SINGAPORE - The shareholders of Singapore Press Holdings (SPH) now have to choose whether to accept Keppel Corp's revised offer of $2.351 a share, or the improved offer of up to $2.40 a share from the consortium led by hotelier Ong Beng Seng, which SPH said is the superior one in terms of price and value certainty.
This comes after Cuscaden Peak, a consortium comprising Mr Ong's investment vehicle and two Temasek-linked entities, sweetened its offer, valuing SPH at up to $3.9 billion, compared with Keppel's bid, which values SPH at $3.8 billion. Keppel had initially offered $2.099 a share for SPH last month, but Cuscaden Peak countered with an all-cash offer of $2.10 per share.
But following Keppel's beefed-up offer of $2.351, Cuscaden upped the ante by offering SPH shareholders the option of receiving either $2.40 per share - comprising $1.602 of cash per share and 0.782 of an SPH Reit unit valued at 79.8 cents apiece - or an all-cash offer of $2.36 per share.
But first, they have to vote on Keppel's offer by Dec 8. They can vote in favour of the Cuscaden scheme only after they have voted against Keppel's scheme.
"It isn't often that we have two competing schemes taking place one after another. We are bound by the implementation agreement with Keppel and have committed to convene the Keppel scheme meeting by Dec 8," SPH chief executive Ng Yat Chung said on Monday (Nov 15).
So what should shareholders do?
Mr Ng said: "If you like Cuscaden's proposal, you must first vote against Keppel's revised offer. And when Cuscaden's scheme meeting is convened, you must vote in favour of its scheme.
"But if you prefer Keppel's offer, then vote in favour of that at the scheme meeting. If Keppel's scheme is passed, there is no chance to vote for Cuscaden's scheme.
"If Keppel's scheme succeeds, everything will be wrapped up by January. If Cuscaden's scheme goes through, it will be wrapped up some time in February."
He added: "And if the shareholders vote down Cuscaden's scheme, SPH will stay listed."
In recommending that shareholders vote against Keppel's scheme and in favour of Cuscaden's offer, Mr Ng said: "The revised proposal of $2.40 a share is the highest offer on the table.
"A particularly attractive feature of this offer is the option to choose... Some shareholders will be interested in all cash, while others prefer exposure to SPH Reit and (earning) dividend income. This offer took on board shareholders' desire for options."
In addition, no shareholder approval is required from any of the consortium's members, and the "material adverse effect" clause is also waived by Cuscaden, which means its offer will proceed even if there is a material decline in SPH's consolidated net asset value.
Cuscaden said its offer will not be adjusted for the three cents per share dividend due to be paid to SPH shareholders; nor will it be adjusted for a $34 million break fee that would be payable to Keppel if Cuscaden succeeds.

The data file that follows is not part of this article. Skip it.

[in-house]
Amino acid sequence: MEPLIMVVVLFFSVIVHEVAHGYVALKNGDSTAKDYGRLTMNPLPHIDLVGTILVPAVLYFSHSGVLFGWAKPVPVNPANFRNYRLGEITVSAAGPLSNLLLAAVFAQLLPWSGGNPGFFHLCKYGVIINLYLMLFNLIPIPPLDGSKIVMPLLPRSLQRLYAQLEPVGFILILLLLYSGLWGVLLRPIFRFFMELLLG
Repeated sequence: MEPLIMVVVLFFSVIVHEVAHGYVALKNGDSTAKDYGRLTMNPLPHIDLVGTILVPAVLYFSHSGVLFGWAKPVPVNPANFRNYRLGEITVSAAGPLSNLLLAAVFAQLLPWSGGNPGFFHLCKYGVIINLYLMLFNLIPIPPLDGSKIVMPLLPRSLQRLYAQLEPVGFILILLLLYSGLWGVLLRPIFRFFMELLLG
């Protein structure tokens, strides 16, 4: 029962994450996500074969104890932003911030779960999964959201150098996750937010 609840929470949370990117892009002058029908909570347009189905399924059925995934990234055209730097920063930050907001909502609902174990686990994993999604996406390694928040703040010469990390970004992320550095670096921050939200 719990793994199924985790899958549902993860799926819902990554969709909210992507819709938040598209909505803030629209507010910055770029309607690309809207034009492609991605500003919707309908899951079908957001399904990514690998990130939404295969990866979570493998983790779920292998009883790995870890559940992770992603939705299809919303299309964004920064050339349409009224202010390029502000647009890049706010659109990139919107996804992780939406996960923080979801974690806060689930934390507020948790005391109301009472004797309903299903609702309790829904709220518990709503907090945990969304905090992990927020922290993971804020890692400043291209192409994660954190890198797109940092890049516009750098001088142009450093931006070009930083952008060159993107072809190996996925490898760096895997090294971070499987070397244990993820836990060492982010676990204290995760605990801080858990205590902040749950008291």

"If shareholders vote against Keppel's scheme and if Cuscaden's scheme succeeds, then Keppel has the right to claim the break fee from SPH. But in effect, Cuscaden will be paying Keppel the fee," Mr Ng said.
Cuscaden said that it recognises that each SPH shareholder has different investment objectives.
"It has tailored its offer to provide maximum flexibility and value certainty to suit SPH shareholders' individual investment needs," the consortium said.
It added that the all-cash option has no price volatility or monetisation risk, and will also not attract brokerage fees.
"Since the initial announcement of the Keppel scheme on Aug 2, the implied market value of the Keppel scheme consideration fell to as low as $2.201 per share on Sept 20," Cuscaden added.
Securities Investors Association (Singapore) chief executive David Gerald noted that Cuscaden's all-cash offer provides SPH shareholders with "a cleaner way to monetise their investments in the company".
"Cuscaden also offers shareholders the option to receive about one-third of the consideration in the form of SPH Reit units. Depending on the final proportion of SPH shareholders electing to receive SPH Reit units, a chain offer for SPH Reit may be triggered," he said.
Mr Ng said that if Cuscaden's offer prevails, and it owns more than 30 per cent of SPH Reit, the consortium will have to undertake a chain offer for all SPH Reit units at the minimum price of 96.4 cents each in cash.
"If all the shareholders opt for cash and Reits, then Cuscaden's stake in SPH Reit will be 20 per cent. And there will be no chain offer," he added.
But if all the shareholders opt for cash, then it will have to make a chain offer for SPH Reit. This will take place only after Cuscaden's scheme becomes effective.
Most analysts concur Cuscaden's offer is the superior one.
But UOB KayHian analyst Adrian Loh said some may still view Keppel's offer as "better as it already has all the regulatory approvals in place and can complete the transaction much quicker".
"SPH shareholders have to consider whether they are willing to see Keppel walk away after Dec 8, or wait three to four months for the SPH deal to complete," he said.